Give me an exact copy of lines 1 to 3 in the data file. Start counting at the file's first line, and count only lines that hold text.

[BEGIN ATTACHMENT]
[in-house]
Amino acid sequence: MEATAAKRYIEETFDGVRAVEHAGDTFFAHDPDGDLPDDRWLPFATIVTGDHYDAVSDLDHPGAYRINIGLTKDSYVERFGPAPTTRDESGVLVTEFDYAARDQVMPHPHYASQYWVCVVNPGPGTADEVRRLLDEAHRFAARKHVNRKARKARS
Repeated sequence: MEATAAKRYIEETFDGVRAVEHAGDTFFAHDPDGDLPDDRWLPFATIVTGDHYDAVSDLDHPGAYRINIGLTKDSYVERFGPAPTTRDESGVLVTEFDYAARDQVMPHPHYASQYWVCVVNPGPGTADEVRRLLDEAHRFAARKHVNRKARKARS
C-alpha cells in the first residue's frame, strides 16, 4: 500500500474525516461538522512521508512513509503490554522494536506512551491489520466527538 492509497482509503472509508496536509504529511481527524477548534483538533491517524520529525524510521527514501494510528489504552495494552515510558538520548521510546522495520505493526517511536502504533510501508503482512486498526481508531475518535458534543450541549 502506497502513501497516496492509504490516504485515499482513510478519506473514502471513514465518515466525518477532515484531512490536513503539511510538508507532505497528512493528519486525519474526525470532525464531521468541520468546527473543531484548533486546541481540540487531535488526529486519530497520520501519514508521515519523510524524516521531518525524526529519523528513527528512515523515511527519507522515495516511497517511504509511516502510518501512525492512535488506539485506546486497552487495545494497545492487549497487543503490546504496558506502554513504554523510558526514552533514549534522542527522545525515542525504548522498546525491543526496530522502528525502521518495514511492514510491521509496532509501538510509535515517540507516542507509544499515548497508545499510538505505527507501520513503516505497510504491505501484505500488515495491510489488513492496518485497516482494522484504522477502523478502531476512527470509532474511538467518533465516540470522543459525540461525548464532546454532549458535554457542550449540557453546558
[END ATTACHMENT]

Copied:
[in-house]
Amino acid sequence: MEATAAKRYIEETFDGVRAVEHAGDTFFAHDPDGDLPDDRWLPFATIVTGDHYDAVSDLDHPGAYRINIGLTKDSYVERFGPAPTTRDESGVLVTEFDYAARDQVMPHPHYASQYWVCVVNPGPGTADEVRRLLDEAHRFAARKHVNRKARKARS
Repeated sequence: MEATAAKRYIEETFDGVRAVEHAGDTFFAHDPDGDLPDDRWLPFATIVTGDHYDAVSDLDHPGAYRINIGLTKDSYVERFGPAPTTRDESGVLVTEFDYAARDQVMPHPHYASQYWVCVVNPGPGTADEVRRLLDEAHRFAARKHVNRKARKARS